For many, today is a day to remember the thousands of transgender men and women who have been murdered in hate-motivated attacks around the world. From Rome to Rio, New York to New Delhi, people will gather in public squares and private homes to observe the International Transgender Day of Remembrance; many will light candles and read out the list of names of those who lost their lives for being who they were. It's a horribly long list: Transgender Europe, which monitors transphobic violence worldwide based on news sources, documented 238 targeted killings of trans people in the last 12 months, and almost 1,400 since the start of 2008 -- many involving an extraordinary degree of brutality. And those are just the cases we know about.
One place where the day will go unmarked, officially at least, is the United Nations. The UN General Assembly (GA) has passed resolutions recognizing more than 100 International Days, but the International Transgender Day of Remembrance is not among them (nor, incidentally, is the International Day Against Homophobia and Transphobia on May 17). The GA did, just last year, adopt a resolution calling on States to protect people from being killed because of their gender identity (among other identified grounds). But even that provoked controversy and, ultimately, had to be put to a vote. (For the record, 86 countries voted in favor of including a reference to "gender identity" in the resolution, and 44 voted against it, with 31 abstentions and 32 absent.) At the time, critics of the resolution complained that calling for people to be protected from attack on grounds of their gender identity was a concealed attempt to create special rights for trans people -- as if the right to life was new, or trans people were somehow ineligible to enjoy it.
While the risk of being murdered surely ranks high on anyone's list of human rights concerns, trans people also face a number of other grim problems -- all of which require a response. Many countries deny trans people official documents that reflect their gender identity; others force them to undergo unwanted sterilization before they can have their gender identity recognized. Without valid ID that matches their appearance, millions of trans people are cut off from work and denied basic public services and face barriers when applying for housing, opening bank accounts and traveling across borders. Add to that the stigma, harassment and physical violence that many trans people experience on a daily basis and you have the elements of a serious human rights challenge that is not being addressed with anything like the urgency or level of commitment it deserves.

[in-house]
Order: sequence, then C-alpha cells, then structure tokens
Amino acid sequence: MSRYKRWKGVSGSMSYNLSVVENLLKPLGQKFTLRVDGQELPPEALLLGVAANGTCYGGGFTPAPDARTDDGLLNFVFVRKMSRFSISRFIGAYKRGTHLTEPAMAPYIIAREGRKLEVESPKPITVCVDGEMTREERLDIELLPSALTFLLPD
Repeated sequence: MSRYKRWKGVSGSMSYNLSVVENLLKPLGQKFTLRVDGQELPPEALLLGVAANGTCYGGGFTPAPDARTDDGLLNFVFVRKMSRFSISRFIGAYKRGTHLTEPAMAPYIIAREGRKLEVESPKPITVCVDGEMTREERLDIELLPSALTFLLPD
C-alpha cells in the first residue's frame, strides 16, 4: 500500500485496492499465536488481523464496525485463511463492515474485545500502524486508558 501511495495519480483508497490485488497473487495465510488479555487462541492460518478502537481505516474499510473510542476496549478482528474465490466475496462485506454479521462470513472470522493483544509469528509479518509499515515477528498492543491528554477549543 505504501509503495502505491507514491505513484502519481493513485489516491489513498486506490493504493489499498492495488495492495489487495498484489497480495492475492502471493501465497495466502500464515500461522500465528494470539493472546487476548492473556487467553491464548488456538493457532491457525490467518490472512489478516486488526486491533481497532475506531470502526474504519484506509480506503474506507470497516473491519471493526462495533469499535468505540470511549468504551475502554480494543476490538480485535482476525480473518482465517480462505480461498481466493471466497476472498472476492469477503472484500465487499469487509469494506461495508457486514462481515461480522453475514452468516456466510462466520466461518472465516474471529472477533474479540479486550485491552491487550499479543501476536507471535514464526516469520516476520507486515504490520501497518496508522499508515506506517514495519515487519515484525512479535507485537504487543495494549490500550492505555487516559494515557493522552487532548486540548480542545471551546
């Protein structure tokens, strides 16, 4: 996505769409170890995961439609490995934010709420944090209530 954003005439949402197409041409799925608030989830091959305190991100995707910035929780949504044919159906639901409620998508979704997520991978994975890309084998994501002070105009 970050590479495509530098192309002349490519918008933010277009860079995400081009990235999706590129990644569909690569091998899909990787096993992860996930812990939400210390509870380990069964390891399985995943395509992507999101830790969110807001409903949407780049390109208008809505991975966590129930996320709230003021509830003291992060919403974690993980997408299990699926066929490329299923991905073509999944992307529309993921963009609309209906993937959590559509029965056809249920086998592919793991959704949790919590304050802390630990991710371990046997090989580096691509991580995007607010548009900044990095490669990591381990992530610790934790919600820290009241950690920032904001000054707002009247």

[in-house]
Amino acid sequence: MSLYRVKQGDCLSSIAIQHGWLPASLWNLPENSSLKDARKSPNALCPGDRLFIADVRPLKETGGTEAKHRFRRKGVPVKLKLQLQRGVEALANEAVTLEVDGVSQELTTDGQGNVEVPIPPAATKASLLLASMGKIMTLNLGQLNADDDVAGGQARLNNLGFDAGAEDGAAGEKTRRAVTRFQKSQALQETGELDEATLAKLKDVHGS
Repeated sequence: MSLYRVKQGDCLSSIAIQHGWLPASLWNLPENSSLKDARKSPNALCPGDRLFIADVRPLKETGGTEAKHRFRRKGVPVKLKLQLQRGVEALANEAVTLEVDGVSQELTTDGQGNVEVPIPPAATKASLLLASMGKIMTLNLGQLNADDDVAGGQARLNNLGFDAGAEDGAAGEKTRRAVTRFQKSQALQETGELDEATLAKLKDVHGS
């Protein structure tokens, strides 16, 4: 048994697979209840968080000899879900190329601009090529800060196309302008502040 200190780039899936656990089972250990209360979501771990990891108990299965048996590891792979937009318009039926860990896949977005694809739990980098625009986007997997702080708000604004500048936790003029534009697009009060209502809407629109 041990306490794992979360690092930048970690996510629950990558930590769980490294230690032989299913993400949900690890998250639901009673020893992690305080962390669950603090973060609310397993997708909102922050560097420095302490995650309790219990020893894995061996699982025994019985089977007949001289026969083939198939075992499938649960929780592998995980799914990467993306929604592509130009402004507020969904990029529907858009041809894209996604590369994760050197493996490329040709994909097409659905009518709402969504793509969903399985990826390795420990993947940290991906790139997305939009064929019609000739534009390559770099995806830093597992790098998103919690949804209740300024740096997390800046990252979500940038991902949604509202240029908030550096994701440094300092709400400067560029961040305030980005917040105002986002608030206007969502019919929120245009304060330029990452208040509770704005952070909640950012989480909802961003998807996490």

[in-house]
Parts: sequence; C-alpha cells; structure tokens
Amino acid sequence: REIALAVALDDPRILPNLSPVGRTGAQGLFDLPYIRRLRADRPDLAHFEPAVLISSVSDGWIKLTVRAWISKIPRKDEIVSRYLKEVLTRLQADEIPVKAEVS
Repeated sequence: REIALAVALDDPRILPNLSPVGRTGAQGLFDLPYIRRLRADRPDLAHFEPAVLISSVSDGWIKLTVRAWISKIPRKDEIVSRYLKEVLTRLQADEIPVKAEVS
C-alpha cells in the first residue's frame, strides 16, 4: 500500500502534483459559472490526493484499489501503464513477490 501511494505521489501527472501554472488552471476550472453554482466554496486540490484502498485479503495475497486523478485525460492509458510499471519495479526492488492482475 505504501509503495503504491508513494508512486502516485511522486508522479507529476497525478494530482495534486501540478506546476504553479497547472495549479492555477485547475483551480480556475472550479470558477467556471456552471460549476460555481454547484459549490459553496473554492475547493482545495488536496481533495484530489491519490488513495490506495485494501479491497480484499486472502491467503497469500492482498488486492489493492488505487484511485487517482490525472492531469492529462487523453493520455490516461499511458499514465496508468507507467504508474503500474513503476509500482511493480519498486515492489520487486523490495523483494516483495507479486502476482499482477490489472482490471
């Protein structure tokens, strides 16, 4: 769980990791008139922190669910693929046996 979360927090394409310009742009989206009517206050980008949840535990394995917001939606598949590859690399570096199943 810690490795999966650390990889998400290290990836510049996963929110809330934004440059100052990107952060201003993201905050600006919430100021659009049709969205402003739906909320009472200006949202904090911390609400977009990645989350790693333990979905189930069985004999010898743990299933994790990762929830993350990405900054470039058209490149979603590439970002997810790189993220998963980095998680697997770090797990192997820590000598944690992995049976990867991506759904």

Thanks to the efforts of trans activists and their allies in the broader LGBT community, as well as concerted advocacy by UN leaders, there is now growing awareness at the UN of the negative impact of transphobia on people's lives. But there is still a long way to go, both to convince more countries of the importance of the issue and to translate talk into action at the national level. In many cases, national laws need to be revised to protect trans people from discrimination, including in access to health care and other essential services, and policies need to be changed to make it easier for trans people to have their gender identity officially recognized. As ever, discrepancies between law and practice speak to the need for public education, as well as targeted training for teachers, health care workers, judges and police officers.
There will be some who dismiss these recommendations as a fringe concern and a distraction from other "more important" human rights struggles. Today's candlelit vigils and other remembrance events should challenge them to think again. Universal human rights are not available à la carte: No one gets to pick and choose who deserves rights and who doesn't. Either everyone has them or they cannot be considered universal. For far too many trans people, the struggle for basic rights has become a matter of life and death. Nov. 20 is a day both to remember those we have lost and to remind ourselves that the struggle for trans rights is inseparable from the broader battle for universal human rights.
In July 2013 the UN human rights office launched Free & Equal, a global public information campaign to promote greater respect for the human rights of LGBT people. For more information on the campaign, and to access and share campaign materials, please visit www.unfe.org or follow the campaign on Facebook (facebook.com/free.equal) or Twitter (@free_equal).